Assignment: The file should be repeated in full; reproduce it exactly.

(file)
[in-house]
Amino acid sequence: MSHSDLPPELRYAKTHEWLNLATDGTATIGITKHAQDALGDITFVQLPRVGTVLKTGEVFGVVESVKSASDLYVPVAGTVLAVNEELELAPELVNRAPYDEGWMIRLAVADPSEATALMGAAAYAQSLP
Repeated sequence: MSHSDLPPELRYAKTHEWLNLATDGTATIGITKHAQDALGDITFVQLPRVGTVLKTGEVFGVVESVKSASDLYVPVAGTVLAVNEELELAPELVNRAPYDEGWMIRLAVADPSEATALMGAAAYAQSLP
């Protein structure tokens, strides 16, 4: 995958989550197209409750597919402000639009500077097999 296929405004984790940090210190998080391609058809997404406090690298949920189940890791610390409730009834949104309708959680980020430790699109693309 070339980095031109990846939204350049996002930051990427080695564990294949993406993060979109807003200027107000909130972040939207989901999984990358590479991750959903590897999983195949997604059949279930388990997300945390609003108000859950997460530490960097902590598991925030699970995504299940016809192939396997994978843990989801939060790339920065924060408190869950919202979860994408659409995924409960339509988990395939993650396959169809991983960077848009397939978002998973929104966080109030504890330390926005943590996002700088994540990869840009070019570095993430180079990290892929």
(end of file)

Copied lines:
[in-house]
Amino acid sequence: MSHSDLPPELRYAKTHEWLNLATDGTATIGITKHAQDALGDITFVQLPRVGTVLKTGEVFGVVESVKSASDLYVPVAGTVLAVNEELELAPELVNRAPYDEGWMIRLAVADPSEATALMGAAAYAQSLP
Repeated sequence: MSHSDLPPELRYAKTHEWLNLATDGTATIGITKHAQDALGDITFVQLPRVGTVLKTGEVFGVVESVKSASDLYVPVAGTVLAVNEELELAPELVNRAPYDEGWMIRLAVADPSEATALMGAAAYAQSLP
């Protein structure tokens, strides 16, 4: 995958989550197209409750597919402000639009500077097999 296929405004984790940090210190998080391609058809997404406090690298949920189940890791610390409730009834949104309708959680980020430790699109693309 070339980095031109990846939204350049996002930051990427080695564990294949993406993060979109807003200027107000909130972040939207989901999984990358590479991750959903590897999983195949997604059949279930388990997300945390609003108000859950997460530490960097902590598991925030699970995504299940016809192939396997994978843990989801939060790339920065924060408190869950919202979860994408659409995924409960339509988990395939993650396959169809991983960077848009397939978002998973929104966080109030504890330390926005943590996002700088994540990869840009070019570095993430180079990290892929």